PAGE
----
Malaria is an infectious disease that is caused by a group of parasites of the genus Plasmodium. Characterizing the association between polymorphisms in the parasite genome and measured traits in an infected human host may provide insight into disease aetiology and ultimately inform new strategies for improved treatment and prevention. This, however, presents an analytic challenge since individuals are often multiply infected with a variable and unknown number of genetically diverse parasitic strains. In addition, data on the alignment of nucleotides on a single chromosome, which is commonly referred to as haplotypic phase, is not generally observed. An expectation-maximization algorithm for estimating and testing associations between haplotypes and quantitative traits has been described for diploid (human) populations. We extend this method to account for both the uncertainty in haplotypic phase and the variable and unknown number of infections in the malaria setting. Further extensions are described for the human immunodeficiency virus quasi-species setting. A simulation study is presented to characterize performance of the method. Application of this approach to data arising from a cross-sectional study of n=126 multiply infected children in Uganda reveals some interesting associations requiring further investigation.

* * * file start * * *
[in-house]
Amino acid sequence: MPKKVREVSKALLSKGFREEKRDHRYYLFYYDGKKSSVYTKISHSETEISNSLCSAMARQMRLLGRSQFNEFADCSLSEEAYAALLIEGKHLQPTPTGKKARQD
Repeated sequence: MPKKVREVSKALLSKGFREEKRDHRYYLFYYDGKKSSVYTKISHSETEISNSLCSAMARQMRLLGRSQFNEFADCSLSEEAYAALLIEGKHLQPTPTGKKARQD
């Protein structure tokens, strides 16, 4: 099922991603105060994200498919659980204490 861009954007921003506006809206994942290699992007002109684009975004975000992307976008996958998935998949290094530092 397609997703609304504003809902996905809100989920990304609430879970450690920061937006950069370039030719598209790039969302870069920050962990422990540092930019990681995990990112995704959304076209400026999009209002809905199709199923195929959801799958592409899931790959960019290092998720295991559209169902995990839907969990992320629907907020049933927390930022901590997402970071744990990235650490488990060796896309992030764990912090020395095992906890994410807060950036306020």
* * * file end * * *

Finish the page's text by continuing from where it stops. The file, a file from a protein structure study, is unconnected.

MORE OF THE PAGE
Available at: http://works.bepress.com/andrea_foulkes/15/